US airport holding 77-year-old Iraqi grandmother under Trump ban
She was visiting her son in the US for the first time since he and his family were settled there as refugees from Iraq in 2013. It had been four years since she last saw her grandchildren.
Mr Abdaan waited with growing anxiety as passengers from the Emirates flight passed through the arrivals hall and there was still no sign of his mother.
It was only when he overheard a Syrian family on the phone to a relative that he discovered she was one of nine people detained as they set foot on American soil.
All had visas but all were unlucky enough to have already been airborne when Donald Trump signed an executive order immediately banning the entry of travellers from Iraq, Iran, Syria, Sudan, Somalia, Yemen and Libya.
On Sunday, some 24 hours after Mr Abdaan's mother landed, he was still waiting to see her after an anxious night in a Dallas hotel.
"She has done nothing wrong," said Mr Abdaan, a civil engineer. "She did everything properly. All she is guilty of is being unlucky, flying at the wrong time."
Some 12 people were detained at New York's JFK airport and dozens more nationwide. Aboard the flight landing at Dallas were travellers from Sudan, Iran, Syria and Iraq.
Lawyers working for the release of detained travellers said they did not know how many people were being held around the country and how many had been deported before their cases could be reviewed.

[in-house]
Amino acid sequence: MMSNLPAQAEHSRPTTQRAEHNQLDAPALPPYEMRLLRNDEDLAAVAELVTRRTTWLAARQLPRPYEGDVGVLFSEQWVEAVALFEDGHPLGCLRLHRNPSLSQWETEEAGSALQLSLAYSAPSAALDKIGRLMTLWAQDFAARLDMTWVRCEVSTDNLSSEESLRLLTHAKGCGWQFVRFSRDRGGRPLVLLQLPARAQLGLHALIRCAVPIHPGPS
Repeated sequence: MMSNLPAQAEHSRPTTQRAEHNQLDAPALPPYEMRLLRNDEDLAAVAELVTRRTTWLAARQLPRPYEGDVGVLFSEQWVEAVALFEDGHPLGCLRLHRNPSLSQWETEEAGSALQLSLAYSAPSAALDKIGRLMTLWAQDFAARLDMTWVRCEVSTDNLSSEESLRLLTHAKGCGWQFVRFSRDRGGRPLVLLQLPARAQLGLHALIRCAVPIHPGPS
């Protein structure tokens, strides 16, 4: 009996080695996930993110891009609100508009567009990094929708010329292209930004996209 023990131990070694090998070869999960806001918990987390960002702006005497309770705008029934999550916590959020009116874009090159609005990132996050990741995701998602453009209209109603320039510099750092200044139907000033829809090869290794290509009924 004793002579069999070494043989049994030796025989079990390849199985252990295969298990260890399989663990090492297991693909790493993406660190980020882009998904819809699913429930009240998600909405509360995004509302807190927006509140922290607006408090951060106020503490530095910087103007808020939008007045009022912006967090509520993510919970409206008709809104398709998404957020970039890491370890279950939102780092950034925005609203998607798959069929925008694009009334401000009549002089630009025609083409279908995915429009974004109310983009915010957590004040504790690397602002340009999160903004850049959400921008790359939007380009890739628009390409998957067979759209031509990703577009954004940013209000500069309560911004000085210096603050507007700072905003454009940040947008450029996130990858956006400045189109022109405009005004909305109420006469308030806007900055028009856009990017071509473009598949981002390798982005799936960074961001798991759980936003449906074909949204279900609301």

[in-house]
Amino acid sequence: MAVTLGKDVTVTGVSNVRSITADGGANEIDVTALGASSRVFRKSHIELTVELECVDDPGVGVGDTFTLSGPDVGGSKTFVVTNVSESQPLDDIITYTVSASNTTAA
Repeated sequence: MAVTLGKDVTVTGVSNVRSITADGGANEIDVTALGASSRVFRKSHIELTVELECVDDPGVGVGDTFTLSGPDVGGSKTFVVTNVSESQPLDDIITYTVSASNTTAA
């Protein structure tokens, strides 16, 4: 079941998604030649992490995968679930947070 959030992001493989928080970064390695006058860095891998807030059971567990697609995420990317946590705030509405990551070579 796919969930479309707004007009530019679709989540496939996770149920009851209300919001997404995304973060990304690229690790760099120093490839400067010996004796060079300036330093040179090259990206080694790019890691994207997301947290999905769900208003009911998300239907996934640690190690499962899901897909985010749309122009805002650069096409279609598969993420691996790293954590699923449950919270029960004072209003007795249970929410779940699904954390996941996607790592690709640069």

That meant an agonising wait for Mr Abdaan as he hunted for news of his mother, Siham Abaas. She suffers from hypertension and epilepsy but no one could tell him whether she had her medicine or whether she would be released.
"I tried to call her but I couldn't. They won't let anyone use their phones," said Mr Abdaan who has been in contact with airport officials.
"I talked to an (customs and border protection) officer and they said she would have a phone call later. Having a phone call, that is for criminals who have been arrested for doing something wrong. They even have a right to a lawyer and she hasn't had a lawyer."
Mrs Abaas was finally allowed a brief phone call after being held for four hours and signing papers that banned her from the US for five years, said her son.
On the phone call Mrs Abaas was distressed and kept asking her son again and again when he would be in to see her. But Mr Abdaan said he had to tell her that he didn't think he would be allowed.
Although his mother speaks English, Mr Abdaan said he was worried about her ability to cope with a confusing situation and physical confinement.
"My worry was would she be able to find her way in the airport," he said. "The whole trip was challenging for her, not just the way it has ended."
Despite the ordeal, he said he did not blame Mr Trump for enacting the ban.
"He is trying to keep America safe, I understand that," he said.
Instead he blamed chaotic implementation for criminalising innocent travellers with valid visas.
"The law is supposed to be followed and enforced, I understand that," he said. "But the law should be followed and sent to the airlines before a 77-year-old lady gets on an airplane and then is detained for no reason."
Updated: January 29, 2017 04:00 AM